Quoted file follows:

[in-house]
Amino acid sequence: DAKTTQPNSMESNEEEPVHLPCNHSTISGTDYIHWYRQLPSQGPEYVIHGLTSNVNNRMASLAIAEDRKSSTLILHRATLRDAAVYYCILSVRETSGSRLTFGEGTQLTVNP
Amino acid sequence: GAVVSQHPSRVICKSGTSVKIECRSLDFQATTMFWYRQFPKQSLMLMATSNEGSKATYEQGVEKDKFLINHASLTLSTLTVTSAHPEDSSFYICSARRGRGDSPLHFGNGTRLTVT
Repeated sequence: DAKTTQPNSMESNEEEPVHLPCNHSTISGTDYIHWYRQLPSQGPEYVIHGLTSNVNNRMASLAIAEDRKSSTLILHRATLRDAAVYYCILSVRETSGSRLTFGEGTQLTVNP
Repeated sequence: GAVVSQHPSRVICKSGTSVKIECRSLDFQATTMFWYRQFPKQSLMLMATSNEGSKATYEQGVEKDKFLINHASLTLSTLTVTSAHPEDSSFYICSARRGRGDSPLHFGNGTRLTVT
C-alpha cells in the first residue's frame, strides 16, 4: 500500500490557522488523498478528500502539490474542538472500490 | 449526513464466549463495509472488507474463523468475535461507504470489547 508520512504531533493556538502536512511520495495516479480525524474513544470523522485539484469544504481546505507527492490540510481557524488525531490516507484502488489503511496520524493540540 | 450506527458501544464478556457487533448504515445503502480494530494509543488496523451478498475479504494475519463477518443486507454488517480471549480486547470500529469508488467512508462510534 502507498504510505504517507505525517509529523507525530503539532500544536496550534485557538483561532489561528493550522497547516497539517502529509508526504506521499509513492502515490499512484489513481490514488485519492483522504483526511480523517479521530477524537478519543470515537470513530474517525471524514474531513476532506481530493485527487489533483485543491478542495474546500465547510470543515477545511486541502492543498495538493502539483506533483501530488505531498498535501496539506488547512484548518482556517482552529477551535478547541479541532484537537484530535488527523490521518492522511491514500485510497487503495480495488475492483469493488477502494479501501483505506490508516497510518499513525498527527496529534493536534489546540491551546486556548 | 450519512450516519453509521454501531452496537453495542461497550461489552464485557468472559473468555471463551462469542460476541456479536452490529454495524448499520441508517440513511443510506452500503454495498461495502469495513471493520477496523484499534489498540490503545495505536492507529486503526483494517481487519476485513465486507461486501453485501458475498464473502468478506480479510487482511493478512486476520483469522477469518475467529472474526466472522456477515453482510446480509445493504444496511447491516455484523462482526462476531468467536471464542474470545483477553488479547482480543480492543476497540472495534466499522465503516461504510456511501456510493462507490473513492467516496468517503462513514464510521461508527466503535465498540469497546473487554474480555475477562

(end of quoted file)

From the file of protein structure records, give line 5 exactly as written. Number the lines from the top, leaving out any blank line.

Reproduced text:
Repeated sequence: GAVVSQHPSRVICKSGTSVKIECRSLDFQATTMFWYRQFPKQSLMLMATSNEGSKATYEQGVEKDKFLINHASLTLSTLTVTSAHPEDSSFYICSARRGRGDSPLHFGNGTRLTVT